List of winter festivals

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The winter solstice is the time at which the Sun appears at noon at its lowest altitude above the horizon.[1] In the Northern Hemisphere this is the Southern solstice, the time at which the Sun is at its southernmost point in the sky, which usually occurs on December 21 to 22 each year.[2] In the Southern Hemisphere this is the Northern solstice, the time at which the Sun is at its northernmost point in the sky, which usually occurs on June 20 to 21 each year.[3]

Many festivals of light take place during the winter or late autumn.

The period of time around the winter solstice is sometimes known as the holiday season because many holidays and celebrations of different religions and cultures take place around this time.

October[edit]

  • Halloween: 31 October
  • Samhain: 31 October-1 November - first day of winter in the Celtic calendar (and Celtic New Year's Day)
  • Diwali: Known as the Festival of Lights, this Hindu holiday celebrates the victory of good over evil. The five-day festival is marked by ceremonies, fireworks and sweets. Women dress up and decorate their hands with henna tattoos for the melas, or fairs. Many different myths are associated with Diwali, one of which celebrates the return of Lord Rama after a 14-year exile and his defeat of the demon Ravana. It occurs during October or November.
  • Bhau-beej
  • Dia de los muertos: 31 October-2 November

November[edit]

December[edit]

January[edit]

February[edit]

  • Imbolc: 1 February - first day of spring in the Celtic calendar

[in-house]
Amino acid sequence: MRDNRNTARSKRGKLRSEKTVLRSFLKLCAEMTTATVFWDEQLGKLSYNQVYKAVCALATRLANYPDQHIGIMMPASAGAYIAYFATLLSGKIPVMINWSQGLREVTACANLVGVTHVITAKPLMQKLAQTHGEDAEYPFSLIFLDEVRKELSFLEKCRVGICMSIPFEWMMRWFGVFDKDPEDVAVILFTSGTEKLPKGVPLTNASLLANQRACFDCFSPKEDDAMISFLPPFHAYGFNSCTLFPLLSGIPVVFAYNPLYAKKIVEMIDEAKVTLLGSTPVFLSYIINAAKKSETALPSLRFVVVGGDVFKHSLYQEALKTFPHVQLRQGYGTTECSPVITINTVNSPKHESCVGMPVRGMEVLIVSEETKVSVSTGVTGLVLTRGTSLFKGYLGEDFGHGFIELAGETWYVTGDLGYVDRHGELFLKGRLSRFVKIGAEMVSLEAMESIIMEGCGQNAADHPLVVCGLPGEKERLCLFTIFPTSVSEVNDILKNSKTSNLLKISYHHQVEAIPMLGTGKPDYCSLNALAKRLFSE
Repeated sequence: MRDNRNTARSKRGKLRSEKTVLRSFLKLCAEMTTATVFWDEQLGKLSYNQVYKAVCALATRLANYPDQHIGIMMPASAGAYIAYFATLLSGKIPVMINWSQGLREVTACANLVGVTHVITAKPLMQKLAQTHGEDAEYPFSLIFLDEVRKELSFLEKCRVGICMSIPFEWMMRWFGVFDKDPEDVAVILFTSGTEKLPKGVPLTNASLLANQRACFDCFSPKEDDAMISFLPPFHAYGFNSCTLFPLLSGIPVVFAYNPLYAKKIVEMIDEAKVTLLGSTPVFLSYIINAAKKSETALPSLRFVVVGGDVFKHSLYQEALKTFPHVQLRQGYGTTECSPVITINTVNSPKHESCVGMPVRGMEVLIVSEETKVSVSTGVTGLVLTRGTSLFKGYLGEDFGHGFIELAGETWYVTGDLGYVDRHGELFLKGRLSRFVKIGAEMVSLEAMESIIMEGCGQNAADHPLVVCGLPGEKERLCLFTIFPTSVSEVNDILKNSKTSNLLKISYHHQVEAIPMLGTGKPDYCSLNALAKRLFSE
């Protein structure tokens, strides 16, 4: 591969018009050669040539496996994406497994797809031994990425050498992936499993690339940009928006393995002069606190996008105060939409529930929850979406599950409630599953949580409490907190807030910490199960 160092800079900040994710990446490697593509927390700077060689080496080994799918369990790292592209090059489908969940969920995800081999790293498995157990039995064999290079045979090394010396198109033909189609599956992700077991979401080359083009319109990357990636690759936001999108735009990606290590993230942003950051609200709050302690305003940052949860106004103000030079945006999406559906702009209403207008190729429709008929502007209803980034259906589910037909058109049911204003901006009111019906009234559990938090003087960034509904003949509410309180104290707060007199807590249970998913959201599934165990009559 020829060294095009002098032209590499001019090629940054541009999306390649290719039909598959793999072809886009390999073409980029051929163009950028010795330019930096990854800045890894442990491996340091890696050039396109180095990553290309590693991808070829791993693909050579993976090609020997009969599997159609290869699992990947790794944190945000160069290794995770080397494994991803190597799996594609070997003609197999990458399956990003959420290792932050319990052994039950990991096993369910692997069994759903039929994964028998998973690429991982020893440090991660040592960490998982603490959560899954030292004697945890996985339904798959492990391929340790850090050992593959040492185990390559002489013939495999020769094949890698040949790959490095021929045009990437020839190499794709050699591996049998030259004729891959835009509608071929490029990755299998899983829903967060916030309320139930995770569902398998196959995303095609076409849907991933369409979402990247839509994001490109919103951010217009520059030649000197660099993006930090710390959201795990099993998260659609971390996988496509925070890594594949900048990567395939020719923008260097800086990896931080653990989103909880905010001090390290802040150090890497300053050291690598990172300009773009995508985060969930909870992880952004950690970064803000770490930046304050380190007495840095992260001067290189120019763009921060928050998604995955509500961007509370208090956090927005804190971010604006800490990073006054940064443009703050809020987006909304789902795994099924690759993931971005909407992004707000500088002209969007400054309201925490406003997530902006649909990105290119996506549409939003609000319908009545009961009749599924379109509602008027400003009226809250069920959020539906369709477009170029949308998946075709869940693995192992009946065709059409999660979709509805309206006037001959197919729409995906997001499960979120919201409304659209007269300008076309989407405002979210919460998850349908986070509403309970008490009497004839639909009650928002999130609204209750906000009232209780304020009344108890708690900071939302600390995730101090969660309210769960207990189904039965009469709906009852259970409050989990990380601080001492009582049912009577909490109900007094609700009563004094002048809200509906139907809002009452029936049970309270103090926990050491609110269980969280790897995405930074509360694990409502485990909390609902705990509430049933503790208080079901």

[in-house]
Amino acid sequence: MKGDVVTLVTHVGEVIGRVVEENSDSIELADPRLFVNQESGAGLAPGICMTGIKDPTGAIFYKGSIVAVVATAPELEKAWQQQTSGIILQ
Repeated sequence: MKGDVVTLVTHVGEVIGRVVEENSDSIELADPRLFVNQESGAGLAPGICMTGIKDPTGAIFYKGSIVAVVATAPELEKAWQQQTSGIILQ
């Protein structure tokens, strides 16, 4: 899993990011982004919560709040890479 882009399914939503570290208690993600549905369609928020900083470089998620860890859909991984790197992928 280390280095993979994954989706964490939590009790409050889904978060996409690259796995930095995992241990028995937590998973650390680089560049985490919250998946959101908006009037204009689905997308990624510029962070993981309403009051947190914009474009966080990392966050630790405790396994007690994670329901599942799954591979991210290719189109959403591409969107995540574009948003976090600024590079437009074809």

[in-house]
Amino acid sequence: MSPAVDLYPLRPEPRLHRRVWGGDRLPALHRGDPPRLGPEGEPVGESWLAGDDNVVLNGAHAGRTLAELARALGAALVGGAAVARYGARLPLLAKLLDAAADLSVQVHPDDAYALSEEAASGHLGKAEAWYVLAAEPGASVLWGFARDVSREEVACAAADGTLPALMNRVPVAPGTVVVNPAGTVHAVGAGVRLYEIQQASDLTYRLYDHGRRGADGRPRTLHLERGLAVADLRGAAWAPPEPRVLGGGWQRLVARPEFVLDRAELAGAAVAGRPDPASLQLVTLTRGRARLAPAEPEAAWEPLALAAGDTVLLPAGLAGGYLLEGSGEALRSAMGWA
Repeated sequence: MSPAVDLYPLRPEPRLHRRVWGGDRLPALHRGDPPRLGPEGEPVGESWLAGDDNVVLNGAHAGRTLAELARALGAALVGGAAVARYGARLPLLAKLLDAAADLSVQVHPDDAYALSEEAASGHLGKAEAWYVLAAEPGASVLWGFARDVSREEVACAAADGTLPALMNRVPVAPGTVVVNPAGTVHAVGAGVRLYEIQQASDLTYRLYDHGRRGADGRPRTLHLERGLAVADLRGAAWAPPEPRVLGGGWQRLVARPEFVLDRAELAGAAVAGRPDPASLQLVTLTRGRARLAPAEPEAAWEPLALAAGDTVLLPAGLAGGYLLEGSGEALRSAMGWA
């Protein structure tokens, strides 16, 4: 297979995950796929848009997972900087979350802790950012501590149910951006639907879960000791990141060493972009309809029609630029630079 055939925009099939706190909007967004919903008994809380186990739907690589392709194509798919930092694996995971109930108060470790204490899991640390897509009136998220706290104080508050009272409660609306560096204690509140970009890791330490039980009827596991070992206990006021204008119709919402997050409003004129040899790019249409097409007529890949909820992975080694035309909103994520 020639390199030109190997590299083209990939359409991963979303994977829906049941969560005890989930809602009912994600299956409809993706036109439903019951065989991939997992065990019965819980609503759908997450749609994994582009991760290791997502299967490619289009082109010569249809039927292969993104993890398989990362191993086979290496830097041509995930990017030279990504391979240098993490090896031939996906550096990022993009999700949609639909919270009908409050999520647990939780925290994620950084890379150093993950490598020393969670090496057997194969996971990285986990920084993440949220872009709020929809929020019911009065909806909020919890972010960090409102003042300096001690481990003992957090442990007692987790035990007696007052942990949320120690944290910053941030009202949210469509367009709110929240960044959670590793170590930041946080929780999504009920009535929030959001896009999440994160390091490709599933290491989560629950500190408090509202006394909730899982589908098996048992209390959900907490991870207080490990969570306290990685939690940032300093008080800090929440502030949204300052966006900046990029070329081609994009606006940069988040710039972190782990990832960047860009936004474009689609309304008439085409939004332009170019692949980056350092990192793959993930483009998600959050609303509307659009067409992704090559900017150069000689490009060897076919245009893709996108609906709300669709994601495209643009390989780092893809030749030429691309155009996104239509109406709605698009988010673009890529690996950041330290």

• Candlemas: 2 February - Feast of the Presentation of the Lord; 40 days after Christmas; end of Christmas/Epiphany Season
  • Hedgehog Day: 2 February - supposed archaic European version of Groundhog Day, dating back to Roman times.
  • Lupercalia, the Roman end-of-winter festival - 15 February
  • Valentine's Day: 14 February

June[edit]

  • Inti Raymi: Festival of the Sun in Quechua, winter solstice festival in areas of the former Inca empire, still celebrated every June in Cusco.

July[edit]

  • Yulefest, Midwinter Christmas around late June or July - Australian New Zealand winter 'Christmas/Yuletide' (Although this is sometimes celebrated in the USA, where celebrations generally begin on 4th July.


Other calendars[edit]

Chinese[edit]

Jewish[edit]

Main article: Hebrew calendar
  • Hanukkah: Starting on 25 Kislev (Hebrew) or various dates in November or December (Gregorian) - eight-day festival commemorating the miracle of the oil after the desecration of the Temple by Antiochus IV Epiphanes and his defeat in 165 BCE.
  • Tu Bishvat: New Year of the Trees occurring on the 15th of Shevat, January or February.
  • Purim: Occurring on 14th or 15th day of Adar, late February to March, commemorating the miraculous deliverance and victory of the Jews of the Persian Empire in the events recorded in the Book of Esther

Persian[edit]

Main article: Iranian calendars
  • Sadeh: A mid-winter feast to honor fire and to "defeat the forces of darkness, frost and cold". Sadé or Sada is an ancient Iranian tradition celebrated 50 days before Nowruz. Sadeh in Persian means "hundred" and refers to one hundred days and nights left to the beginning of the new year celebrated at the first day of spring on March 21 each year. Sadeh is a midwinter festival that was celebrated with grandeur and magnificence in ancient Iran. It was a festivity to honor fire and to defeat the forces of darkness, frost, and cold.
  • Chahar Shanbeh Suri: Festival of Fire, Last Wednesday of the Iranian Calendar year. It marks the importance of the light over the darkness, and arrival of spring and revival of nature. Chahārshanbe-Sūri (Persian: چهارشنبه‌سوری), pronounced Chārshanbe-Sūri (Persian: چارشنبه‌سوری) is the ancient Iranian festival dating at least back to 1700 BCE of the early Zoroastrian era.[1] The festival of fire is a prelude to the ancient Norouz festival, which marks the arrival of spring and revival of nature. Chahrshanbeh Soori, is celebrated the last Tuesday night of the year.

Sikh[edit]

Main article: Nanakshahi calendar

Slavic[edit]

Main article: Julian calendar

Secular[edit]